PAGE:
There are some rather weak aspects of the script though. It's quite clunky with its handling of racism which initially made me quite anxious for the rest of the movie. It's not anywhere near Crash level, but it could be a lot better. Another way the script falters is how Halle Berry's character has almost no agency in the story. Things overwhelmingly happen to her, not because of her. The most proactive thing she does in the movie is probably buying a hat for the protagonist. I'm pretty sure nowadays it'd be quite a sticking point to rob the only female character of color almost entirely of agency specifically in a movie about racism.
 
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Ezekiel

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Vanishing Point (1971)

Wasn't sure if I should pick the 1 hr 45 min version or the 1 hr 37 min version. Went with the longer one and think 20th Century Fox might have made the right decision with cutting Charlotte Rampling's scene for the US. The Barry Newman character didn't need a woman. Her dialogue feels slightly forced compared to the rest. But I kind of like the scene too, so I'm forced to keep both versions. The movie's about freedom. A police chase from Colorado to California with most of the story there is being brief memories of his previous life. It was relaxing, just the kind of laid back movie I needed.

What led me to the movie was Tarantino's Death Proof, a rewatch maybe twelve years later. Wanted to know why he was fanboying so hard over that white 1970 Dodge Challenger.

Realized as I was watching this guy is probably a fan.


 
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gorfias

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Saw this at the theater. It rates a 7.5/10. It is pretty good and competent. Some good characters and writing and fun camera work.
example: guy steals a car in a parking lot from a woman. As he drives away, you can see the terrified woman running in the same direction in which he is driving through his window. It was just a nice touch.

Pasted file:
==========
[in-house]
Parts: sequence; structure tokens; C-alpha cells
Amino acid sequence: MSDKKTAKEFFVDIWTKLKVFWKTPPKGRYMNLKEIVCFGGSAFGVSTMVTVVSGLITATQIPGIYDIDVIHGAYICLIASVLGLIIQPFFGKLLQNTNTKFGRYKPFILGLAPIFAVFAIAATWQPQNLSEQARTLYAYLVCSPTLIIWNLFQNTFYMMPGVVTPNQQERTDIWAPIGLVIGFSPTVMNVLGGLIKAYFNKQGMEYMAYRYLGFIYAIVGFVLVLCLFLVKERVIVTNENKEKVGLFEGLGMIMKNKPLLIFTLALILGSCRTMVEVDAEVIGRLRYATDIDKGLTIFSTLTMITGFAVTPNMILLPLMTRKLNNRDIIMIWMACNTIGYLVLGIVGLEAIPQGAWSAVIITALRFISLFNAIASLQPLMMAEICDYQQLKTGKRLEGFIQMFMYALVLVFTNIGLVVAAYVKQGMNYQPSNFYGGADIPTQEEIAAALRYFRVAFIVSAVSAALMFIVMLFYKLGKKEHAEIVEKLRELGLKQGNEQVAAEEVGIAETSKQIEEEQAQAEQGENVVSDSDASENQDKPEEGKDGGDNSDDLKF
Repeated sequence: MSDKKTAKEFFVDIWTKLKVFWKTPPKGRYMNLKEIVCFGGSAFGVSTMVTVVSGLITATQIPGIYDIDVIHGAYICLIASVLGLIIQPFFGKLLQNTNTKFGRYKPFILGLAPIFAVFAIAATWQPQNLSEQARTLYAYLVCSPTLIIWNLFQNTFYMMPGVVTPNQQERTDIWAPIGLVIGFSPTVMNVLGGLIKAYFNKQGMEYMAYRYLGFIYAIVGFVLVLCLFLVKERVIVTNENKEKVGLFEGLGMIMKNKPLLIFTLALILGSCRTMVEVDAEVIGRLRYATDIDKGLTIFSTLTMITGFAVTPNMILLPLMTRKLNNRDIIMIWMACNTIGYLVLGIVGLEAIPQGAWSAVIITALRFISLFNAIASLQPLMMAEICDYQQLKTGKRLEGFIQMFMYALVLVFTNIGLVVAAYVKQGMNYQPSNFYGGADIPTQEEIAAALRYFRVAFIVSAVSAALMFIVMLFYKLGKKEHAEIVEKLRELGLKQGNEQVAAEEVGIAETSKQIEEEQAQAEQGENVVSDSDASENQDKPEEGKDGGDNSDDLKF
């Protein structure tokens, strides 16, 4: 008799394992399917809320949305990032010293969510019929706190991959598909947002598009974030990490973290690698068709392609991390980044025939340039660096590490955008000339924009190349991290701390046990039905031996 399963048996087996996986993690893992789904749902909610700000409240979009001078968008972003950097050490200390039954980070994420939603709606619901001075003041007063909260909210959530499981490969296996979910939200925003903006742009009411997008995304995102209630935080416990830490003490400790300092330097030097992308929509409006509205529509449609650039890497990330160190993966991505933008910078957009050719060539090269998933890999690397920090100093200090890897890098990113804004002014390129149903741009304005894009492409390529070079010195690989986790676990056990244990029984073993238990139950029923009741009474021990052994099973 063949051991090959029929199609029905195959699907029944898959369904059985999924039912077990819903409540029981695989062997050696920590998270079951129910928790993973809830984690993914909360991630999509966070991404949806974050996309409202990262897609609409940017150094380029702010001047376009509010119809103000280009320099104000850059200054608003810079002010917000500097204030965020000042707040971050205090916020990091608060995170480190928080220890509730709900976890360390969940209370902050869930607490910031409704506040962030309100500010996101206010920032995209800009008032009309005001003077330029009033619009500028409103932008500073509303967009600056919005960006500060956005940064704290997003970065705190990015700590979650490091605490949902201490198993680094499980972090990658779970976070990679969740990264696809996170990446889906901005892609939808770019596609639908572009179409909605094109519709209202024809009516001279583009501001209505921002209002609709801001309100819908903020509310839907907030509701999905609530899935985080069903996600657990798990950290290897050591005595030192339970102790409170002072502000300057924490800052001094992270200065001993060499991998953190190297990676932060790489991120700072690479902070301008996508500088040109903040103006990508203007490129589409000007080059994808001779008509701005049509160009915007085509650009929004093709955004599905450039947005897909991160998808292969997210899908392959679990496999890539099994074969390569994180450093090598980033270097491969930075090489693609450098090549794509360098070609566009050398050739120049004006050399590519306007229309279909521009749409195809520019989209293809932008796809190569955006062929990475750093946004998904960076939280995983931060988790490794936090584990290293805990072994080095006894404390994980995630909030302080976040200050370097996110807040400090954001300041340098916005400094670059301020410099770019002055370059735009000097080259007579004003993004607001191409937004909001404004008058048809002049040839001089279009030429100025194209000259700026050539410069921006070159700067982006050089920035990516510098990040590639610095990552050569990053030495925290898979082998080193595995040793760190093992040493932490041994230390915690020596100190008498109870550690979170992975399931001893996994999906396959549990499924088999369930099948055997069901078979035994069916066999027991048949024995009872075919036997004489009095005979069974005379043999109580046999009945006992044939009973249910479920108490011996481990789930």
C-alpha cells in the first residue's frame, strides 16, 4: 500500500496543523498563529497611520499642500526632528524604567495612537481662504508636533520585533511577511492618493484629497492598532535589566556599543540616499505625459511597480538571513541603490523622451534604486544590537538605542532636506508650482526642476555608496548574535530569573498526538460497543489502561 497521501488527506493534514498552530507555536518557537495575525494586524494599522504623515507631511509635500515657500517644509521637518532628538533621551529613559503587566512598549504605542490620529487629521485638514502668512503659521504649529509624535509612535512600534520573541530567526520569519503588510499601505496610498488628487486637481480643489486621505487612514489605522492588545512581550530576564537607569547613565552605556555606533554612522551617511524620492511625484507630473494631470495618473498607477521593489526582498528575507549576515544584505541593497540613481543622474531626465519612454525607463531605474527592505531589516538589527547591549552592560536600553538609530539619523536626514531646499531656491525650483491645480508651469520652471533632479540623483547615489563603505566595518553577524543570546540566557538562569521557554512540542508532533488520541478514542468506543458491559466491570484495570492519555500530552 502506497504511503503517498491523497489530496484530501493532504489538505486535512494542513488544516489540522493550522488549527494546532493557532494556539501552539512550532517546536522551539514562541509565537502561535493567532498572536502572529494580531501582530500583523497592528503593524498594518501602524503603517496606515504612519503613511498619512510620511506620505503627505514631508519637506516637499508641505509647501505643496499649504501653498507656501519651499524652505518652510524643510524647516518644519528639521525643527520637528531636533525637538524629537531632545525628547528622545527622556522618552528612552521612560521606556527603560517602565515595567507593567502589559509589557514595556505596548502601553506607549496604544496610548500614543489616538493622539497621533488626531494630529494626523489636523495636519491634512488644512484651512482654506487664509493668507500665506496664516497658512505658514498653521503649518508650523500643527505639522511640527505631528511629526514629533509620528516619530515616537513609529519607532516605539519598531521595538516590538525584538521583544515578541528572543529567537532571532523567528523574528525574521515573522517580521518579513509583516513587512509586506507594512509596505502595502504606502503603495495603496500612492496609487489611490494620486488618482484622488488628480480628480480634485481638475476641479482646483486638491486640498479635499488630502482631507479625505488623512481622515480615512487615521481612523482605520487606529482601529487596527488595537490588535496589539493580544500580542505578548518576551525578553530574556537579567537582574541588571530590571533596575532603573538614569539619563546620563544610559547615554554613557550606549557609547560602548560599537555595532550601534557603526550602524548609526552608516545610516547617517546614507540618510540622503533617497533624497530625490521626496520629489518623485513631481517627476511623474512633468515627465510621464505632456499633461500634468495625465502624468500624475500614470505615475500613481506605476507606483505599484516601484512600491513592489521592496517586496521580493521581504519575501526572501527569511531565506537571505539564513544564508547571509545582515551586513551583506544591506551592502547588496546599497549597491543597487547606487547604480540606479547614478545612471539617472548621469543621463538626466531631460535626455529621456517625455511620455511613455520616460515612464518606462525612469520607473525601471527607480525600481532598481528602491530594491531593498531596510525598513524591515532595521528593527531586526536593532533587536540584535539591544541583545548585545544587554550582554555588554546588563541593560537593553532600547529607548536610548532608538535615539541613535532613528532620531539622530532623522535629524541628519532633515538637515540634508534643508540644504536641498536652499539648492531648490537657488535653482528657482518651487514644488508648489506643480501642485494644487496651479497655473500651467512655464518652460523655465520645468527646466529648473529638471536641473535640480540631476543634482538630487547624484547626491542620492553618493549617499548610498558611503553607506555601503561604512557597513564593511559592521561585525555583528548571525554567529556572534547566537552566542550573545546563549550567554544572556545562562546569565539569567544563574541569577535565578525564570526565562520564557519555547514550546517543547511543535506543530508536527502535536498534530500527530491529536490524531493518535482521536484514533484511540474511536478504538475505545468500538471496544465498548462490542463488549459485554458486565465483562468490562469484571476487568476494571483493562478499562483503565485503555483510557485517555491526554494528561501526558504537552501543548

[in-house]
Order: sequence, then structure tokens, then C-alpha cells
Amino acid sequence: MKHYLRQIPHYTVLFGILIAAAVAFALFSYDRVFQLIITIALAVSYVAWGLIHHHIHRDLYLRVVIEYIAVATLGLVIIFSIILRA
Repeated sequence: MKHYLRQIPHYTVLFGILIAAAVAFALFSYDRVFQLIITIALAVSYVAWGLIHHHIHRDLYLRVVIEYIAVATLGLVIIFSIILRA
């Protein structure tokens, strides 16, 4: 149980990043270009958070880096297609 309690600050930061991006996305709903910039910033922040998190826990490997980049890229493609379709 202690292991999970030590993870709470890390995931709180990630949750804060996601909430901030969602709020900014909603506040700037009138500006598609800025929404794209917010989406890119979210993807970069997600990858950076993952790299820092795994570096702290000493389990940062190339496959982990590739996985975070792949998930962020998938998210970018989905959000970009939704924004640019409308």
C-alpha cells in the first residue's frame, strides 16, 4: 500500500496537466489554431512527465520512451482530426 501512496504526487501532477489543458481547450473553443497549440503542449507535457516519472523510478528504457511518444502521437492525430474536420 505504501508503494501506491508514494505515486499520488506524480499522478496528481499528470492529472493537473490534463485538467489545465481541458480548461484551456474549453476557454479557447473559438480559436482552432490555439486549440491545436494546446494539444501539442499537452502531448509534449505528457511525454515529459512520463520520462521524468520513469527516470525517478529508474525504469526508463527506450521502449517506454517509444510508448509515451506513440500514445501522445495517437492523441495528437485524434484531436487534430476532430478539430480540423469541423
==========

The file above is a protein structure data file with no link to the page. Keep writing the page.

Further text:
It's an independent film shot for likely less than $200K.

Writer/Director Peter Horgan likens the experience of making this to inspirational films like Christopher Nolan's "Following". It isn't nearly that good, but is a nice watch. I enjoyed watching a movie someone really wanted to make and cared about providing us something of quality.

 

Phoenixmgs

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Uncharted - 6/10

It was a much better watch than I was expecting. It was missing just a few intangibles to really make it a stand-out action movie. I say intangibles because I really can't put my finger on anything it really did wrong nor what was needed to get into 8+/10 territory but it just didn't flow or gel the way a great action movie should. Some of the sets did feel a bit cheap. Sam was more interesting in this than all of Uncharted 4. The Nolan North cameo was pretty nice. It definitely would've been great to have an Elena present but I don't really know where she would've fit in here. I thought Tom Holland was fine for a young Nate, but I don't think he'd be good for the older video game Nate. You could do much worse than Uncharted if you're looking to kill some time, Ambulance was far far worse.
 
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Ezekiel

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Nightwish: End of an Era

She's got nice teeth. No fillings.




104 minutes. 1280x720 BD. Picture quality was bad, but I stopped thinking about it as I was watching. Never watched them perform. Had a good time. Guessing the title means the last of Tarja. Don't know what year she left without looking it up. I don't listen to their later stuff. Just doesn't have that operatic quality without her.